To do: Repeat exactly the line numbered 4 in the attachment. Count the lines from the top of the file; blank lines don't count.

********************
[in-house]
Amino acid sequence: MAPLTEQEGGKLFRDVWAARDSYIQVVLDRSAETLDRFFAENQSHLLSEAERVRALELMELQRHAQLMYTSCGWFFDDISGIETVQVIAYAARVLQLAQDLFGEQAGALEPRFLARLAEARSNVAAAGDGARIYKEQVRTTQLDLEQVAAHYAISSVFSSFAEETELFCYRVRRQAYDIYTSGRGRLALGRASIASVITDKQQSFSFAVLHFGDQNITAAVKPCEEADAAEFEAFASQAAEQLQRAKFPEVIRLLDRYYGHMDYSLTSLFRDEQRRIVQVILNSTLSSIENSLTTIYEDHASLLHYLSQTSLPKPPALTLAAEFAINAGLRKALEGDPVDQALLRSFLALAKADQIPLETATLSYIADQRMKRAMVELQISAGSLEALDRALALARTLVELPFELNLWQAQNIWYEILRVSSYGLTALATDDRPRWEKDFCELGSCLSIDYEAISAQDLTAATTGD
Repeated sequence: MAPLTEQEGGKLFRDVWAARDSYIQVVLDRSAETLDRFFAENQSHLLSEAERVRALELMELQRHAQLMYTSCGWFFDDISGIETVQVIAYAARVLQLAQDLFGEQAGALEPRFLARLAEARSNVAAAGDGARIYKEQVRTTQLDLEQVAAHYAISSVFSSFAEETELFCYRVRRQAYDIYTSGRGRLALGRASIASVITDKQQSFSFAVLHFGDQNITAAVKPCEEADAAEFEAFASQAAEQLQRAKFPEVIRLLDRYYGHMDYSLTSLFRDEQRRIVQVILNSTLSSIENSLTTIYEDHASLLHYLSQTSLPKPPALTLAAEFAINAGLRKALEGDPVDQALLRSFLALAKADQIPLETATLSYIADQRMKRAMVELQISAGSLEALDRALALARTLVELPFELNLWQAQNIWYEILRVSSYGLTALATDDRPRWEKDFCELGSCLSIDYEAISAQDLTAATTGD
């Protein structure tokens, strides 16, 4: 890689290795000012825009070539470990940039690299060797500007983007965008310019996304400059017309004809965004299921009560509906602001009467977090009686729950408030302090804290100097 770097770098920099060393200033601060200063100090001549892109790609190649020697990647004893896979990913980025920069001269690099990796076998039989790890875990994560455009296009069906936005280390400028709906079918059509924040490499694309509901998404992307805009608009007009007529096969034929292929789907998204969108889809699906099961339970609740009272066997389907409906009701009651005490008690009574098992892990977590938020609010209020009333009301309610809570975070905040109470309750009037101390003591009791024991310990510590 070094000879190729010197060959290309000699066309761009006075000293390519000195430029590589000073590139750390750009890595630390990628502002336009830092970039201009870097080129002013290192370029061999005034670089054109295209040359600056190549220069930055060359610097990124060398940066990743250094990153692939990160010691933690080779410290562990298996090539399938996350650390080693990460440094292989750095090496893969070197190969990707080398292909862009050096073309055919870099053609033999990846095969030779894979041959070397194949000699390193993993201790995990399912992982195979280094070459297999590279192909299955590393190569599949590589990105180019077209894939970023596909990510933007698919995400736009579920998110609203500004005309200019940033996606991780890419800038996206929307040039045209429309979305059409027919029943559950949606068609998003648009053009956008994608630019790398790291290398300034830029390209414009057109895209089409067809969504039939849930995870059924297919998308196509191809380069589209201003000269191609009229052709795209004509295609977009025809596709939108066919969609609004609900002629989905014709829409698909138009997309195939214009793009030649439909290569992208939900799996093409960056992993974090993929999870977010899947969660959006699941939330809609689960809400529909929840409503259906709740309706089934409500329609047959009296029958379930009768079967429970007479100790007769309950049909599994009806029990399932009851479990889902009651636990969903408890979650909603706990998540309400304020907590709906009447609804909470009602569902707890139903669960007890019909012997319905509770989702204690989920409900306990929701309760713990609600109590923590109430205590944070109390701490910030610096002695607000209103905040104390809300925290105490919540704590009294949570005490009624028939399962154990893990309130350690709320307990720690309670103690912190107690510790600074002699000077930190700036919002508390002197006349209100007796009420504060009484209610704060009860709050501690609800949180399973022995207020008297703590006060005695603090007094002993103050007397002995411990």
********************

């Protein structure tokens, strides 16, 4: 890689290795000012825009070539470990940039690299060797500007983007965008310019996304400059017309004809965004299921009560509906602001009467977090009686729950408030302090804290100097 770097770098920099060393200033601060200063100090001549892109790609190649020697990647004893896979990913980025920069001269690099990796076998039989790890875990994560455009296009069906936005280390400028709906079918059509924040490499694309509901998404992307805009608009007009007529096969034929292929789907998204969108889809699906099961339970609740009272066997389907409906009701009651005490008690009574098992892990977590938020609010209020009333009301309610809570975070905040109470309750009037101390003591009791024991310990510590 070094000879190729010197060959290309000699066309761009006075000293390519000195430029590589000073590139750390750009890595630390990628502002336009830092970039201009870097080129002013290192370029061999005034670089054109295209040359600056190549220069930055060359610097990124060398940066990743250094990153692939990160010691933690080779410290562990298996090539399938996350650390080693990460440094292989750095090496893969070197190969990707080398292909862009050096073309055919870099053609033999990846095969030779894979041959070397194949000699390193993993201790995990399912992982195979280094070459297999590279192909299955590393190569599949590589990105180019077209894939970023596909990510933007698919995400736009579920998110609203500004005309200019940033996606991780890419800038996206929307040039045209429309979305059409027919029943559950949606068609998003648009053009956008994608630019790398790291290398300034830029390209414009057109895209089409067809969504039939849930995870059924297919998308196509191809380069589209201003000269191609009229052709795209004509295609977009025809596709939108066919969609609004609900002629989905014709829409698909138009997309195939214009793009030649439909290569992208939900799996093409960056992993974090993929999870977010899947969660959006699941939330809609689960809400529909929840409503259906709740309706089934409500329609047959009296029958379930009768079967429970007479100790007769309950049909599994009806029990399932009851479990889902009651636990969903408890979650909603706990998540309400304020907590709906009447609804909470009602569902707890139903669960007890019909012997319905509770989702204690989920409900306990929701309760713990609600109590923590109430205590944070109390701490910030610096002695607000209103905040104390809300925290105490919540704590009294949570005490009624028939399962154990893990309130350690709320307990720690309670103690912190107690510790600074002699000077930190700036919002508390002197006349209100007796009420504060009484209610704060009860709050501690609800949180399973022995207020008297703590006060005695603090007094002993103050007397002995411990």